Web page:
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Articles in regional publications that pertain to a wide range of North Carolina-related topics.

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36 results for "Culture--North Carolina"
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Record #:
34282
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Abstract:
The state boundaries of North Carolina are more than just lines on a map; they have led to tales of love and murder, pride and confusion, new islands and old disputes. Twenty stories describe how history, geography, race, culture, politics, and geophysical events that have shaped North Carolina, the Outer Banks and newly formed Shelly Island.
Source:
Our State (NoCar F 251 S77), Vol. 85 Issue 12, May 2018, p90-121, il, por, map Periodical Website
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Record #:
28594
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After looking at cookbooks from the 1960s and 1970s, Cat Carter found a recipe for country-style steak that dated to 1752 and came from the Fishing Creek Presbyterian Church in Chester County. Carter details how she then went to the church to ask about their food culture and history and what the congregation members shared with her. The recipes detail the food culture and history of the south over the past couple three centuries.
Record #:
28760
Author(s):
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Reenacting significant time periods and events is a popular hobby for many. The love of history draws many reenactors together and they spend much time making sure their portrayals are accurate. The culture of reenacting is described by those who participate in the hobby.
Record #:
37008
Abstract:
For Kelly, the difference between supper and dinner is the food on the plate and the occasion being formal or informal. With those distinctions in mind, the author suggests that, since the South is a casual region, the evening meal should be called supper and never with a capital S.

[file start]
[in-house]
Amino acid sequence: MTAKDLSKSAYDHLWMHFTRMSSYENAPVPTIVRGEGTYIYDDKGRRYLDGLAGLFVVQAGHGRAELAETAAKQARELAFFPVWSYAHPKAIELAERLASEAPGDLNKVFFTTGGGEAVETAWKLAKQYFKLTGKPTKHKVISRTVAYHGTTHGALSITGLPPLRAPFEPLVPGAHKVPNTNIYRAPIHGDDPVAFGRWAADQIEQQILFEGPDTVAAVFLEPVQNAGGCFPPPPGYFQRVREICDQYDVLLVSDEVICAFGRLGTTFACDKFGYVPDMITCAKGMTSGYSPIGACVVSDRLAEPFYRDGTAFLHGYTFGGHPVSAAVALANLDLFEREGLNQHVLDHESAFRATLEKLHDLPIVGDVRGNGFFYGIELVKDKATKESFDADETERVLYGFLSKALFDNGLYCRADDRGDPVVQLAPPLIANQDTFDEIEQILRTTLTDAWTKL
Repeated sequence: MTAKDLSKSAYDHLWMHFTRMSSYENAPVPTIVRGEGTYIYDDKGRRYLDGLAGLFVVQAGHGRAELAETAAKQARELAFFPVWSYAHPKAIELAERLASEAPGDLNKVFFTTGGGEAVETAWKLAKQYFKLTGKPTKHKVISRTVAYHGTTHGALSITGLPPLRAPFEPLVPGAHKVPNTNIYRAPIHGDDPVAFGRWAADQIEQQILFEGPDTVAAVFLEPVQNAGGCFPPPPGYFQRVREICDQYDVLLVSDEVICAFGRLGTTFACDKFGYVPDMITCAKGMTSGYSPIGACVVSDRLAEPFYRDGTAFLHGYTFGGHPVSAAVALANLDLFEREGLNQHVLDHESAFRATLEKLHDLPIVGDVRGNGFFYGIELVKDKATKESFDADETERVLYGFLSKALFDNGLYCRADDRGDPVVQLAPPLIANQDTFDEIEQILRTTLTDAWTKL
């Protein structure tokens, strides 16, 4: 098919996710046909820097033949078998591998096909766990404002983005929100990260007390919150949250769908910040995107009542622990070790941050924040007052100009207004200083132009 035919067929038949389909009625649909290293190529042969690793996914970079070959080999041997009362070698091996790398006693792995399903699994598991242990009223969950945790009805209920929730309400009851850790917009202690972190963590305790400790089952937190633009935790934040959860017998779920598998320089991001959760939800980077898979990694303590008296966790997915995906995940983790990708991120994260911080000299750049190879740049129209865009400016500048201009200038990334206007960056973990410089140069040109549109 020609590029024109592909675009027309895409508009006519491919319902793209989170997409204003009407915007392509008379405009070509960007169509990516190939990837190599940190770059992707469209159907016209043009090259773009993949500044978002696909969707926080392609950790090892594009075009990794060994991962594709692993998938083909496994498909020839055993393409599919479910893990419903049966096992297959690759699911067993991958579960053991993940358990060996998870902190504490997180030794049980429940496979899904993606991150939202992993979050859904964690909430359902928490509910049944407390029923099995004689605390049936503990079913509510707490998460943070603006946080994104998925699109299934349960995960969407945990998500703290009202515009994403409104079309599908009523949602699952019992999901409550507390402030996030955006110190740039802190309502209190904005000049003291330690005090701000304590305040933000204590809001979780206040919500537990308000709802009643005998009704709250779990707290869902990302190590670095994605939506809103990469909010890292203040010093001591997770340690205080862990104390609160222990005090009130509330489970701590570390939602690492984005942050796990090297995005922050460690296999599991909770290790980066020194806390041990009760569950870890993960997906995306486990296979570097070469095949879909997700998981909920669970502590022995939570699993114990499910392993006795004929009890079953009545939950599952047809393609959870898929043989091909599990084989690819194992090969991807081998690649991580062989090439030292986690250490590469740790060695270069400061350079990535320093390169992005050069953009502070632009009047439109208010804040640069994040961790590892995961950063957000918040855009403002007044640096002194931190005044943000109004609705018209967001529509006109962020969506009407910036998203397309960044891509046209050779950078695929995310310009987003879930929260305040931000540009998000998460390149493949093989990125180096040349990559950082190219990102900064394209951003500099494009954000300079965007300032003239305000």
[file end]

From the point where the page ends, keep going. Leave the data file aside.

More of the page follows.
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Record #:
36209
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The author asserted the appeal of collards, a mainstay in Southern lifeways. To assure a successful yield, she offered optimal growing conditions and ways to treat diseases such as damping off. As for yielding a successful meal, she recommended how to properly prepare and store collards.
Record #:
27289
Author(s):
Abstract:
Sorgum syrup has been a tradition in the mountains of North Carolina for years. Now the syrup’s popularity is spreading throughout the state due to a number of chef’s using it in their dishes.
Source:
Our State (NoCar F 251 S77), Vol. 84 Issue 5, October 2016, p182-184, 186, il Periodical Website
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Record #:
27024
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Abstract:
Party Illegal is Durham’s longest running electronic dance party, organized by local artists and musicians who work in creative contrast to the privileged tendencies of downtown Durham's current redevelopment. For them, Durham's new identity has repeatedly proven itself to be insensitive to race, class, and gender issues. Party Illegal addresses most of those through something as seemingly simple as a monthly dance party.
Source:
Indy Week (NoCar Oversize AP 2 .I57), Vol. 33 Issue 7, Feb 2016, p18-19, por Periodical Website
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Record #:
28814
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Abstract:
Indy Weekly’s first style issue explores the question of how and why to dress from a variety of angles in the Triangle. Elements of style, from maker culture to local eco-fashion, North Carolina cotton, and much more are explored.
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Indy Week (NoCar Oversize AP 2 .I57), Vol. 33 Issue 46, Nov 2016, p12, il Periodical Website
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Record #:
27619
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Abstract: